BOOK: Jacopo Sannazaro, "Latin Poetry"
Sannazaro was a poet from Naples who lived in the late 15th and early 16th century. The translator's introduction includes a short overview of his career as a poet, which I found very interesting. His first work was in Italian, a pastoral book called Arcadia in a mixture of prose and verse; this was very influential and it's what he's best known for nowadays. But after that, all the rest of his work was in Latin; he seems to have regarded this transition as a form of progress, moving from Italian to Latin was a step forward in his development as a poet. It seems somewhat sad that even as late as 1500, after so much good literature had already been written in Italian, authors such as Sannazaro still seemed to regard it as somehow inferior and felt that only work written in Latin will really have enduring value. How mistaken they were in that — nowadays, we mostly remember Renaissance writers for the work they've done in living languages, not in Latin.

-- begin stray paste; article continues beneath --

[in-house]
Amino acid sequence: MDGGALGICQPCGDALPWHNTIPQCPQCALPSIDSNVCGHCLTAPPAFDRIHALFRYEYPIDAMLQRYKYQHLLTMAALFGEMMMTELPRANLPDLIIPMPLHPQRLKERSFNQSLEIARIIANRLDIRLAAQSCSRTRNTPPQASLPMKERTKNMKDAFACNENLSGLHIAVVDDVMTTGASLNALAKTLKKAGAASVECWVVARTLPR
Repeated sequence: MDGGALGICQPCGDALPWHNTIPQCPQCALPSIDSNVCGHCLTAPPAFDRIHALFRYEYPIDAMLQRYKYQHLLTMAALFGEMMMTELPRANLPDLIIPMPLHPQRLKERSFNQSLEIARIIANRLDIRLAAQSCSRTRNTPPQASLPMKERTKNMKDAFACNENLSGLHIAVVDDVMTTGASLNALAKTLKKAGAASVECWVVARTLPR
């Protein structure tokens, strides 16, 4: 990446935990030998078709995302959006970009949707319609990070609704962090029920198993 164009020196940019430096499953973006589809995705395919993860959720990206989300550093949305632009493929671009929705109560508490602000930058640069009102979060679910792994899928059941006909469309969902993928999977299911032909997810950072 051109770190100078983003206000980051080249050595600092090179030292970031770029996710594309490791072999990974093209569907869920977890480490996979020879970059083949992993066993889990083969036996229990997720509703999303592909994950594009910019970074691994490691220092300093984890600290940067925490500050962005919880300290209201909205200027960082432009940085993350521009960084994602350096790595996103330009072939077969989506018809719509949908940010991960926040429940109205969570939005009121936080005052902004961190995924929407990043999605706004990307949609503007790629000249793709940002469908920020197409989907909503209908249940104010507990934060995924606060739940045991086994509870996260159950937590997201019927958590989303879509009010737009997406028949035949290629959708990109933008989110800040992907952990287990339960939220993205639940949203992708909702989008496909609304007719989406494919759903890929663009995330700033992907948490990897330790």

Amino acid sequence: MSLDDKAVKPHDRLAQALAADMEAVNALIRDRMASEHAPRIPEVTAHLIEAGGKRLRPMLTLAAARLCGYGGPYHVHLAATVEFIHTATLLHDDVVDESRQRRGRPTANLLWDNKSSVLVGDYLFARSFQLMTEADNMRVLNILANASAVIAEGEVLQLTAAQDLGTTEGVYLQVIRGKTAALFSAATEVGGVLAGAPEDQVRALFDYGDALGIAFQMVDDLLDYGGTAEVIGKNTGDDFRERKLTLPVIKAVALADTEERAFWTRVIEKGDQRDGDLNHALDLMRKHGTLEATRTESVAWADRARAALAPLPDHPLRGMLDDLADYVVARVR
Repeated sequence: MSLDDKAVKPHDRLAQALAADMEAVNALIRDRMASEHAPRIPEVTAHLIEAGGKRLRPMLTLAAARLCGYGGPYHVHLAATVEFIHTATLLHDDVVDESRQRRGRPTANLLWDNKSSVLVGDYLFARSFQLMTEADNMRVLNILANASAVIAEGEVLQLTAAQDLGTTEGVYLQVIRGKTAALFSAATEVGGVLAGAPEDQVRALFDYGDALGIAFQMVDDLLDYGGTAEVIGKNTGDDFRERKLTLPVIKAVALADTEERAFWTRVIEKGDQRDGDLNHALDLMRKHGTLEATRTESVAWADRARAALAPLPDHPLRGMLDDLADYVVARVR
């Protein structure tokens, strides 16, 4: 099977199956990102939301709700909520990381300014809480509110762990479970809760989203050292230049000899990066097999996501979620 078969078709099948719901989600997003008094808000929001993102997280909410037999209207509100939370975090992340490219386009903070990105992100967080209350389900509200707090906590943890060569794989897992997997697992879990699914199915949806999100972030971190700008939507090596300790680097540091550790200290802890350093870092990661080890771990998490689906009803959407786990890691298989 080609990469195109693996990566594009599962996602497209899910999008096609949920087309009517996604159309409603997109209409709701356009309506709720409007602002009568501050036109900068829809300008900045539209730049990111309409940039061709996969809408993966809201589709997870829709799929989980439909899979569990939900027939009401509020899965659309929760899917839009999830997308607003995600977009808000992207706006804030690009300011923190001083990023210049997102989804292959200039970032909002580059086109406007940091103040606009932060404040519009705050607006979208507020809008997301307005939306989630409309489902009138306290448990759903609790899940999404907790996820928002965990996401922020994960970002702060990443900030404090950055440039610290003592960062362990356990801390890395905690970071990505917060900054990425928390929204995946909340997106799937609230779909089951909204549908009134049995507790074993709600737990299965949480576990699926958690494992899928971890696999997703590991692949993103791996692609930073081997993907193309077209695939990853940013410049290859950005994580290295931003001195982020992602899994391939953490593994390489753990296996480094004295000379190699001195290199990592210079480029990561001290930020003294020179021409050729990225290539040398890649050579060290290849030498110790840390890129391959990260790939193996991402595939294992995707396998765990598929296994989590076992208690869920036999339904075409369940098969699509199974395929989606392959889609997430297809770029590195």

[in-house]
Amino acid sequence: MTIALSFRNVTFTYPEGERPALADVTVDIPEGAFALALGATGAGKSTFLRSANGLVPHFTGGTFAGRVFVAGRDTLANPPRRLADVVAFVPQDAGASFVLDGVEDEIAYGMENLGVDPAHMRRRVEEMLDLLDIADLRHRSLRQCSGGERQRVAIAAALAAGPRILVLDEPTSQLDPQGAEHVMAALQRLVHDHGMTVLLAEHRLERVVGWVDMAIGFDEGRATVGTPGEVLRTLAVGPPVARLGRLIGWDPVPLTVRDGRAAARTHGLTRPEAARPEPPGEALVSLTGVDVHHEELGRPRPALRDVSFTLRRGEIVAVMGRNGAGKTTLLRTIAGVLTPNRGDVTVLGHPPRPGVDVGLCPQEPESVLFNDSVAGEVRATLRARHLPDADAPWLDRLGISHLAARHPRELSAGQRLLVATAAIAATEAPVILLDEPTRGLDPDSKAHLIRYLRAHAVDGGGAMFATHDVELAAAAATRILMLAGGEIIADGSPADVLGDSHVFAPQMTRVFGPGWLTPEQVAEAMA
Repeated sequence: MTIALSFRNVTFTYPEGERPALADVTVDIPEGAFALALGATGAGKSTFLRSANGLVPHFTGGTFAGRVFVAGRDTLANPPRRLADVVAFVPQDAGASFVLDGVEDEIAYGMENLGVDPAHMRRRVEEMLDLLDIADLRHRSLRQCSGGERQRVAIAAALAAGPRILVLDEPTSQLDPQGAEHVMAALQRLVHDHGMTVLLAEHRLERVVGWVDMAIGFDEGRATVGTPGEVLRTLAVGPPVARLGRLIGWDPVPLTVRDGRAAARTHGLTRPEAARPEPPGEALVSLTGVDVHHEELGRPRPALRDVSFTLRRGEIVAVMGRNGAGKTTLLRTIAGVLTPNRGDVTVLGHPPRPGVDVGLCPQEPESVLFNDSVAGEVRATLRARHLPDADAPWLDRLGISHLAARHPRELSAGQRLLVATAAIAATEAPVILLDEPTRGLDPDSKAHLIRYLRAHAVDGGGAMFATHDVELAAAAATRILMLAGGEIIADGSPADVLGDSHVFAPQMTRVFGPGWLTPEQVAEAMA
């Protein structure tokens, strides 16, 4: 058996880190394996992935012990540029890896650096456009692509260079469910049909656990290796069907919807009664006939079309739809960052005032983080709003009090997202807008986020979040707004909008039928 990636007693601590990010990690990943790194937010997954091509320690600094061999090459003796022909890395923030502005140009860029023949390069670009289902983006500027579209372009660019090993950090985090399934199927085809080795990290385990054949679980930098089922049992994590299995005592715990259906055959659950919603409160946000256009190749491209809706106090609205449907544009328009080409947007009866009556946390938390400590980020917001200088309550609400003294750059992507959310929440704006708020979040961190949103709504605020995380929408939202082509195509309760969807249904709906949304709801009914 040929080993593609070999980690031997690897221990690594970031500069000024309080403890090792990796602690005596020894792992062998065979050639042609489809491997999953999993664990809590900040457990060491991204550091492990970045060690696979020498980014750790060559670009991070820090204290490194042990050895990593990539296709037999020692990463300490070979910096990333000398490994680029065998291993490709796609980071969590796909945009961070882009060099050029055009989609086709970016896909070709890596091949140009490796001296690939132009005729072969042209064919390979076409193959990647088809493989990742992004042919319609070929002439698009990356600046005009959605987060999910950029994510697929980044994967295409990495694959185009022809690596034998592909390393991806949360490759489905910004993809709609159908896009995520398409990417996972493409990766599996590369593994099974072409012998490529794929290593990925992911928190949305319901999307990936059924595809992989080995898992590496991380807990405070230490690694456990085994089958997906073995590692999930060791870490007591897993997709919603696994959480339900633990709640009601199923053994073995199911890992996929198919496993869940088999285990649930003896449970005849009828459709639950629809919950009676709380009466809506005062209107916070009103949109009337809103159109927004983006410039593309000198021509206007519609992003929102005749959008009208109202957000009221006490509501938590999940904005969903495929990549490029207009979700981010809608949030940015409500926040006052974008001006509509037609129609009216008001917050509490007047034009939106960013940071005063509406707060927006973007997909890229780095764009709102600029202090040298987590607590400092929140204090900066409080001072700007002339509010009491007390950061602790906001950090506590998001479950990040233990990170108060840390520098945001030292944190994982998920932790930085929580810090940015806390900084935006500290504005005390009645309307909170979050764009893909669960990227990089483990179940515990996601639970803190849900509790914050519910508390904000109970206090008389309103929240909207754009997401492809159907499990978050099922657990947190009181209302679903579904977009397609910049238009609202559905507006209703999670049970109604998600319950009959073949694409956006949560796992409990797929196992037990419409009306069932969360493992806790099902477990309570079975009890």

The Virgin Birth
This is an epic poem of almost 1500 lines, divided into three books. In book 1, god decides to make Mary pregnant and sends an angel to explain this to her. In book 2, Mary stays for a while at a relative's house and then travels with her husband Joseph to his birth-place, Bethlehem, as required by a census decreed by the emperor Augustus. However, as they can't find a place to stay in the town, she ends up giving birth in a nearby cave. In book 3, god sends various angels, shepherds etc. to celebrate the new-born baby Jesus, and the [tutelary deity of the] river Jordan expounds a long prophecy of his future achievements.
Considering the material, this wasn't as boring as I feared it would be. It was interesting to see this odd mixture of christian and pagan elements; Sannazaro switches very nonchalantly from the christian god and angels to pagan nymphs and back all the time; refers to the christian god as the “Thunderer” and addresses Mary as a “goddess”; there are a few mentions of the underworld, which seems to be a mixture of christian and pagan elements, etc.
It was also somewhat interesting to read this for the sake of the story itself, as I had never read any collections of biblical tales (or indeed the bible itself). On the other hand, Sannazaro probably assumed that his readers would be familiar with this stuff already, and as a result I occasionally found the story a little hard to follow.